Spurgeon fully recognized that the Church’s greatest need was not to have another, “Prince of Preachers”, but to have more princes of prayer. One of his many published sermons expressed his feelings on this. He wrote, “Shall I give you yet another reason why you should pray? I have preached my very heart out. I could not say any more than I have said. Will not your prayers accomplish that which my preaching fails to do? Is it not likely that the Church has been putting forth its preaching hand but not its praying hand? The new trends of modern church religion do not teach about “agonizing” in prayer. There has been much talk lately about pockets of revival springing up in our nation. Many are saying they desire such revivals in our own local churches, and cities. Yet, is it not the prayer meetings that are still the most neglected? If Christ Jesus were to visit us today with His glorious, anointed power, how could such a blessing be sustained where there is no ground work laid in prayer? To merely exercise our words about miracles and not our knees is hypocrisy! It is time to make the prayer-meeting as exciting as our favorite preaching and praise meetings.”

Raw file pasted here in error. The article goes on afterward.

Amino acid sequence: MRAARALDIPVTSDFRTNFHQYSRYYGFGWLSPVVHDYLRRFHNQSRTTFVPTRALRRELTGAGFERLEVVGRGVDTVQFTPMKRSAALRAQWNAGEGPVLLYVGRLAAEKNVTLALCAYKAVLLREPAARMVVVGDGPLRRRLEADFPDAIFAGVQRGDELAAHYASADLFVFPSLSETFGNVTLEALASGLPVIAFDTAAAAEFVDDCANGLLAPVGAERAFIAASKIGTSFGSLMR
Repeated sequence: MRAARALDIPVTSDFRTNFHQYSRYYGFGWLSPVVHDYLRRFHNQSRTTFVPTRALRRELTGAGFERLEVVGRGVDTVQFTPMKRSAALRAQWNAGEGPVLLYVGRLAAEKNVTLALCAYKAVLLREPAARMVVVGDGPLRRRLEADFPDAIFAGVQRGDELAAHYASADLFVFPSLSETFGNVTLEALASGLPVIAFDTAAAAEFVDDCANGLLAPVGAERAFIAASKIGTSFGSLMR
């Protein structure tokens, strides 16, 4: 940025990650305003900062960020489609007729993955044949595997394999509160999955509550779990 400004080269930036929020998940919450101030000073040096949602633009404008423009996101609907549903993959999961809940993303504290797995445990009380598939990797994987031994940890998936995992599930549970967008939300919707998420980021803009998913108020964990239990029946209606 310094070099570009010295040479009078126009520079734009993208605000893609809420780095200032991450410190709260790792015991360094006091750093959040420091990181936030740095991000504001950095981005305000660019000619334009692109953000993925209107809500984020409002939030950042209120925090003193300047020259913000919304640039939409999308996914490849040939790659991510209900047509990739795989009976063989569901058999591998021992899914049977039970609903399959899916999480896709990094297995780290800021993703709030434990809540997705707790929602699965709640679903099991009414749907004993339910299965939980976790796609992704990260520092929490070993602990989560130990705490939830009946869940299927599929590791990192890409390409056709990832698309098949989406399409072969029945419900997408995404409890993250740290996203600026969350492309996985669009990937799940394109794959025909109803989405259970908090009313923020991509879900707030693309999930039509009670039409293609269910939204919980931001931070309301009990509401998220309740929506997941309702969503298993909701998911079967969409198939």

“It is amazing when you think that one sermon on the day of Pentecost produced 3000 people? However, we had some places where 3000 sermons were preached and nobody was saved. And it doesn’t even faze us.” -Leonard Ravenhill

“We cannot be certain that a thing is right because it is old, for
Satan is old, and sin is old, and death is old, and hell is old; yet
none of these things are right and desirable on that account alone.” -C.H. Spurgeon

“If Jesus had preached the same soft and compromising message that many ministers preach today, He would never have been crucified.” – Leonard Ravenhill

“In the New Testament church it says they were all amazed – And now in our churches everybody wants to be amused.”
-Leonard Ravenhill

“The men that have been the most heroic for God, have had the
greatest devotional lives.” -Leonard Ravenhill

“An unholy church! it is useless to the world, and of no esteem among men. It is an abomination, hell’s laughter, heaven’s abhorrence. The worst evils which have ever come upon the world have been brought upon her by an unholy church.”
-C.H. Spurgeon

E. M. Bounds in his classic little book “Power through Prayer”
wrote, “What the Church needs today is not more or better